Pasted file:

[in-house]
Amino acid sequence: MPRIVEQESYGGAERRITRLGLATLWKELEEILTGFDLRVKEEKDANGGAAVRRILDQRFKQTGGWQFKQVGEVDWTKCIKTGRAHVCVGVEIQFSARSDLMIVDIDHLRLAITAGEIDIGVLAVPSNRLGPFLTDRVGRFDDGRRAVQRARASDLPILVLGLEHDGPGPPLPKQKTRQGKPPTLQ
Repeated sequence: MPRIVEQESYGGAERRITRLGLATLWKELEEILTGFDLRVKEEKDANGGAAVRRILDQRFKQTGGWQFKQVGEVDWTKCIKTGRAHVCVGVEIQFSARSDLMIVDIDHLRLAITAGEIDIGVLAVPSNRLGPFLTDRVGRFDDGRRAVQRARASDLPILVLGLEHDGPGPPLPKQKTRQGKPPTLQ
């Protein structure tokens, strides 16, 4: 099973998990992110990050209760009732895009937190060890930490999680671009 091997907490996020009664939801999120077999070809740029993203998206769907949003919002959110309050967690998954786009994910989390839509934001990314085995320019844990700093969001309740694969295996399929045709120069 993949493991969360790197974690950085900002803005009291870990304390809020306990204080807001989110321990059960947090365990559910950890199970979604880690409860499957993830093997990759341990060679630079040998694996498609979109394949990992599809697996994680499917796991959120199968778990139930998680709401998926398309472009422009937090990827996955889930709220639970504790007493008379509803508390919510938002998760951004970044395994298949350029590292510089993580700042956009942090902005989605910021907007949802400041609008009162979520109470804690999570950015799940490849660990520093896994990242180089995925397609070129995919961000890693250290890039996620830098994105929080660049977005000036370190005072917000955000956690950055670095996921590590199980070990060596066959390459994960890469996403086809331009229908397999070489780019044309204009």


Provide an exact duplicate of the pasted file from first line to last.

[in-house]
Amino acid sequence: MPRIVEQESYGGAERRITRLGLATLWKELEEILTGFDLRVKEEKDANGGAAVRRILDQRFKQTGGWQFKQVGEVDWTKCIKTGRAHVCVGVEIQFSARSDLMIVDIDHLRLAITAGEIDIGVLAVPSNRLGPFLTDRVGRFDDGRRAVQRARASDLPILVLGLEHDGPGPPLPKQKTRQGKPPTLQ
Repeated sequence: MPRIVEQESYGGAERRITRLGLATLWKELEEILTGFDLRVKEEKDANGGAAVRRILDQRFKQTGGWQFKQVGEVDWTKCIKTGRAHVCVGVEIQFSARSDLMIVDIDHLRLAITAGEIDIGVLAVPSNRLGPFLTDRVGRFDDGRRAVQRARASDLPILVLGLEHDGPGPPLPKQKTRQGKPPTLQ
């Protein structure tokens, strides 16, 4: 099973998990992110990050209760009732895009937190060890930490999680671009 091997907490996020009664939801999120077999070809740029993203998206769907949003919002959110309050967690998954786009994910989390839509934001990314085995320019844990700093969001309740694969295996399929045709120069 993949493991969360790197974690950085900002803005009291870990304390809020306990204080807001989110321990059960947090365990559910950890199970979604880690409860499957993830093997990759341990060679630079040998694996498609979109394949990992599809697996994680499917796991959120199968778990139930998680709401998926398309472009422009937090990827996955889930709220639970504790007493008379509803508390919510938002998760951004970044395994298949350029590292510089993580700042956009942090902005989605910021907007949802400041609008009162979520109470804690999570950015799940490849660990520093896994990242180089995925397609070129995919961000890693250290890039996620830098994105929080660049977005000036370190005072917000955000956690950055670095996921590590199980070990060596066959390459994960890469996403086809331009229908397999070489780019044309204009």